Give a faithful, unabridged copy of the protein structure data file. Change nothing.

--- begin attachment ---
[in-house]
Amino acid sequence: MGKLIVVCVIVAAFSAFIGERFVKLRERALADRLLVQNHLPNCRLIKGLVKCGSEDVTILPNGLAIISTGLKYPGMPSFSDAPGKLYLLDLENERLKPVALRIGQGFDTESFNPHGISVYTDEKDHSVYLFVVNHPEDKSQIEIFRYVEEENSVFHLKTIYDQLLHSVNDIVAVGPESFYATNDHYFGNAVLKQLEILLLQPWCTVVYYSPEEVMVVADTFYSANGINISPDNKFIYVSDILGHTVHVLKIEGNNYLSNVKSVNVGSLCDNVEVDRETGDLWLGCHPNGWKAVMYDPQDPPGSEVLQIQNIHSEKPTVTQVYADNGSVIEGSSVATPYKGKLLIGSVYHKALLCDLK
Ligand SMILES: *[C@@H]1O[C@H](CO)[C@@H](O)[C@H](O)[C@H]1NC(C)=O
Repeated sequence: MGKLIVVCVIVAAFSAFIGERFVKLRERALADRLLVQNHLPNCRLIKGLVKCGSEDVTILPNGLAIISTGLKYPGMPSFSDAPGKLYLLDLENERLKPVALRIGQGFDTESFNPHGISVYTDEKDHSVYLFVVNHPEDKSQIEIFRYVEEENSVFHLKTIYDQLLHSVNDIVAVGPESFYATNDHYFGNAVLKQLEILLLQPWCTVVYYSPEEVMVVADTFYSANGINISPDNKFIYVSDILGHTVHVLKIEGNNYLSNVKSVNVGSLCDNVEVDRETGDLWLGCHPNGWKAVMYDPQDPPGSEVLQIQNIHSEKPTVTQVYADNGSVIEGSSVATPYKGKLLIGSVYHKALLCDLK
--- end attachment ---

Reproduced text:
[in-house]
Amino acid sequence: MGKLIVVCVIVAAFSAFIGERFVKLRERALADRLLVQNHLPNCRLIKGLVKCGSEDVTILPNGLAIISTGLKYPGMPSFSDAPGKLYLLDLENERLKPVALRIGQGFDTESFNPHGISVYTDEKDHSVYLFVVNHPEDKSQIEIFRYVEEENSVFHLKTIYDQLLHSVNDIVAVGPESFYATNDHYFGNAVLKQLEILLLQPWCTVVYYSPEEVMVVADTFYSANGINISPDNKFIYVSDILGHTVHVLKIEGNNYLSNVKSVNVGSLCDNVEVDRETGDLWLGCHPNGWKAVMYDPQDPPGSEVLQIQNIHSEKPTVTQVYADNGSVIEGSSVATPYKGKLLIGSVYHKALLCDLK
Ligand SMILES: *[C@@H]1O[C@H](CO)[C@@H](O)[C@H](O)[C@H]1NC(C)=O
Repeated sequence: MGKLIVVCVIVAAFSAFIGERFVKLRERALADRLLVQNHLPNCRLIKGLVKCGSEDVTILPNGLAIISTGLKYPGMPSFSDAPGKLYLLDLENERLKPVALRIGQGFDTESFNPHGISVYTDEKDHSVYLFVVNHPEDKSQIEIFRYVEEENSVFHLKTIYDQLLHSVNDIVAVGPESFYATNDHYFGNAVLKQLEILLLQPWCTVVYYSPEEVMVVADTFYSANGINISPDNKFIYVSDILGHTVHVLKIEGNNYLSNVKSVNVGSLCDNVEVDRETGDLWLGCHPNGWKAVMYDPQDPPGSEVLQIQNIHSEKPTVTQVYADNGSVIEGSSVATPYKGKLLIGSVYHKALLCDLK